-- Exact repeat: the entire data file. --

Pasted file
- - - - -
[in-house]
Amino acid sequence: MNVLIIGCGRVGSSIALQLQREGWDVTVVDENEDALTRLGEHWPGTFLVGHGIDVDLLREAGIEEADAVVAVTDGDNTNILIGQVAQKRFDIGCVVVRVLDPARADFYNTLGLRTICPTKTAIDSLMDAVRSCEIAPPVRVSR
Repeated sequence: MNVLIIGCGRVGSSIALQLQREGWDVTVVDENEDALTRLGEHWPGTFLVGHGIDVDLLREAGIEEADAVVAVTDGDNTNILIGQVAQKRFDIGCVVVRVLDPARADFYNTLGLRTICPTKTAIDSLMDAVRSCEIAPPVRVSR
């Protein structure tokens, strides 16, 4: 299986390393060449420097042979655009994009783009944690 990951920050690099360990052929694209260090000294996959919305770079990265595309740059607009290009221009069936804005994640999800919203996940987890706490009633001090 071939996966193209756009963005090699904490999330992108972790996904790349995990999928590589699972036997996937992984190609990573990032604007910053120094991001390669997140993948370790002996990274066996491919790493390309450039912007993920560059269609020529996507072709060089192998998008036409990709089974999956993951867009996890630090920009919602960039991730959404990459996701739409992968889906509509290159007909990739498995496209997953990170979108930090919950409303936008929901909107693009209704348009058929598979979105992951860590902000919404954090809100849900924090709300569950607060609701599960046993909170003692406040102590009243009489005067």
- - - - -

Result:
[in-house]
Amino acid sequence: MNVLIIGCGRVGSSIALQLQREGWDVTVVDENEDALTRLGEHWPGTFLVGHGIDVDLLREAGIEEADAVVAVTDGDNTNILIGQVAQKRFDIGCVVVRVLDPARADFYNTLGLRTICPTKTAIDSLMDAVRSCEIAPPVRVSR
Repeated sequence: MNVLIIGCGRVGSSIALQLQREGWDVTVVDENEDALTRLGEHWPGTFLVGHGIDVDLLREAGIEEADAVVAVTDGDNTNILIGQVAQKRFDIGCVVVRVLDPARADFYNTLGLRTICPTKTAIDSLMDAVRSCEIAPPVRVSR
């Protein structure tokens, strides 16, 4: 299986390393060449420097042979655009994009783009944690 990951920050690099360990052929694209260090000294996959919305770079990265595309740059607009290009221009069936804005994640999800919203996940987890706490009633001090 071939996966193209756009963005090699904490999330992108972790996904790349995990999928590589699972036997996937992984190609990573990032604007910053120094991001390669997140993948370790002996990274066996491919790493390309450039912007993920560059269609020529996507072709060089192998998008036409990709089974999956993951867009996890630090920009919602960039991730959404990459996701739409992968889906509509290159007909990739498995496209997953990170979108930090919950409303936008929901909107693009209704348009058929598979979105992951860590902000919404954090809100849900924090709300569950607060609701599960046993909170003692406040102590009243009489005067």